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If the novel ever dies, did the short story do it?

The percentage of people who read novels for pleasure is miserably low. I know that's not you, or you wouldn't be here. But it ought to be better. We all know that. An Associated Press/Ipsos poll in 2007 (subscription required) reported one quarter of the population doesn't read anything at all. And based on my experience with road traffic where I live, that includes stops signs. Reading fiction is in even more trouble. The NEA found in 2008 that half the population won't read a novel for pleasure unless their school or work requires it of them. And that was supposed to be good news, because it was an increase over the previous survey in 2002.

The easy explanation is to blame the readers. Instead of reading, they watch movies or play video games or buzz around on the Internet, but I wonder if that's right.

I'd like to propose a hypothesis for part of the problem. The short story is choking the modern novel. And not in the way you might think.

Here's how it's happening. Lots of people are trying to get published, some good, most not so good. But everybody is trying. So slushpiles are a big problem. Editors and agents decide they need a way to vet new novel writers without actually bothering to read all that stuff piling up in the office, most of which will indeed be pretty dreary. So they look to see if a prospective new writer has a track record with short stories. That would suggest some degree of acceptance by the editorial community already, and would also suggest that the writer has a platform, that sine qua non without which you can't sell a book, because publishers aren't interested in doing marketing anymore. They expect the writer to do it. Now, if the prospective writer has already proven successful with short fiction and can bring along a ready-made readership, then the publisher regards the writer as more likely to make them some money, and the new novelist gets a chance on the shelf.

But are good short story writers especially good novelists? There's no doubting the two arts are different. Novels are not just long strings of short stories tied together as chapters, despite the fact that a lot of writers these days write novels that way. The whole business of pacing, plotting, characterization, setting, and everything else should be handled quite differently between the two. It's no coincidence that Poe, brilliant with the short story, never cranked out a successful novel-length work. Same thing with H.P.Lovecraft. I once heard an editor of the New Yorker magazine--I can't remember his name, so I can't find a link, but he was being interviewed on NPR about 2006 or 2007--go on record saying that short story writers aren't necessarily good novelists, and the other way round as well, if I recall correctly. Among my own favorites, Arthur Clarke comes to mind--great short stories, indifferent novelist. He wrote plenty of them, but they're just not as stellar as his subject matter: they're episodic, rambling things more often than not, just the sort of thing you'd get if you strung a series of good and loosely related short stories together.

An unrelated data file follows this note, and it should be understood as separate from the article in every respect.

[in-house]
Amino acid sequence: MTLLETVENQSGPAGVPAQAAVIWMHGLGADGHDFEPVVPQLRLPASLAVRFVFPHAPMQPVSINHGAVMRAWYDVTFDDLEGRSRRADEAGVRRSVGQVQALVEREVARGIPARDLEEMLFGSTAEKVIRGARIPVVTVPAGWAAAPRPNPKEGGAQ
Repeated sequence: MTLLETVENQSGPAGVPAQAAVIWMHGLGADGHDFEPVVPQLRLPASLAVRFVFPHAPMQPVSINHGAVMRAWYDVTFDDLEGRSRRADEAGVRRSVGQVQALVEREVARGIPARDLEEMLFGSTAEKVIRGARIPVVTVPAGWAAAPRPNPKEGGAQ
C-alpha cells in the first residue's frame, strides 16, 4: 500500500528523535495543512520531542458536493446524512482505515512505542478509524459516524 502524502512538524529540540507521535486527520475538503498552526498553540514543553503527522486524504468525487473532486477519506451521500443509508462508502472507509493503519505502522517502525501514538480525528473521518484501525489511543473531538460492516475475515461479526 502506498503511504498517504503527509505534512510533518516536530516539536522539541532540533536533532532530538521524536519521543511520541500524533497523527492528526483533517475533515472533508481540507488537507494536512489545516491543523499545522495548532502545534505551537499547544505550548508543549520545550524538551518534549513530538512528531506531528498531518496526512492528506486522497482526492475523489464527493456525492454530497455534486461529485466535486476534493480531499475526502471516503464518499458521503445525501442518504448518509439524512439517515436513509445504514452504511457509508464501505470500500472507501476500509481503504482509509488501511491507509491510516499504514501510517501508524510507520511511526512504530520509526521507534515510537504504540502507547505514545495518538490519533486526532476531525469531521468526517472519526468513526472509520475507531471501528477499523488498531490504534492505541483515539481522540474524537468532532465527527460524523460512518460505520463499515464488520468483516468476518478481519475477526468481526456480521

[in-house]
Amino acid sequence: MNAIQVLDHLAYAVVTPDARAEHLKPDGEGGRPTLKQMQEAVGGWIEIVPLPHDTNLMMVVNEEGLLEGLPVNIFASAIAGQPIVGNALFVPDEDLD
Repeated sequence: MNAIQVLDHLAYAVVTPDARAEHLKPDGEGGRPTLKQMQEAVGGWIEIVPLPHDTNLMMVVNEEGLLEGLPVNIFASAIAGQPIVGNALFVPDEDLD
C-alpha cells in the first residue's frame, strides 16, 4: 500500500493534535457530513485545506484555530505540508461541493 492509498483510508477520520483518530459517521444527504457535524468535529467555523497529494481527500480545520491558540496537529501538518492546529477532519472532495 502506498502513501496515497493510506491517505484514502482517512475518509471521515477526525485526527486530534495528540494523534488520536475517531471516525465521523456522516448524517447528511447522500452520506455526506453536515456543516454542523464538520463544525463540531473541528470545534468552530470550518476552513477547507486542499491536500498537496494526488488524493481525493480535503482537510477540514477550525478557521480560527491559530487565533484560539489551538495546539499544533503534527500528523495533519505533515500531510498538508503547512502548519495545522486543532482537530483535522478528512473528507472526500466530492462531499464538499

So generally, the whole idea of the short story is simply too different when compared to the novel for anyone to expect that the skill-set for one ought to serve as training for the other, yet modern publishers use them to that end, and this may mean that, since short stories are used to vet novelists, as a general rule, only novelists who first excel at writing short stories will get published. Is that good for novels?

This effect is not like the law of gravity. There are plenty of exceptions, I know. J.S LeFanu, P.G. Wodehouse certainly, maybe Hawthorne, and no doubt many others. I don't want to get flamed with your defense of your favorite writer who you think can do it all--there is no doubt many of them can. There are many exceptions. It's just a tendency. Tobacco is supposed to be bad for you--though most smokers will never get sick from the habit--yet when you consider the population as a whole, the habit has a tendency to reduce the overall health.

So we're just talking about trends. Is the novel landscape as good as it has ever been? Do you really think so? And if you don't, has the practice of using success with the short story as a gateway to publishing novels had the effect of reducing the quality of the novel?

And one last thought. Now, thanks to the Internet, the mainstream publishers are, at least in theory, no longer the gatekeepers they used to be. What does this mean for future fiction? Can we hope the quality might go up if readers, instead of editors, are making the cuts? Or maybe you think it will go down?
 
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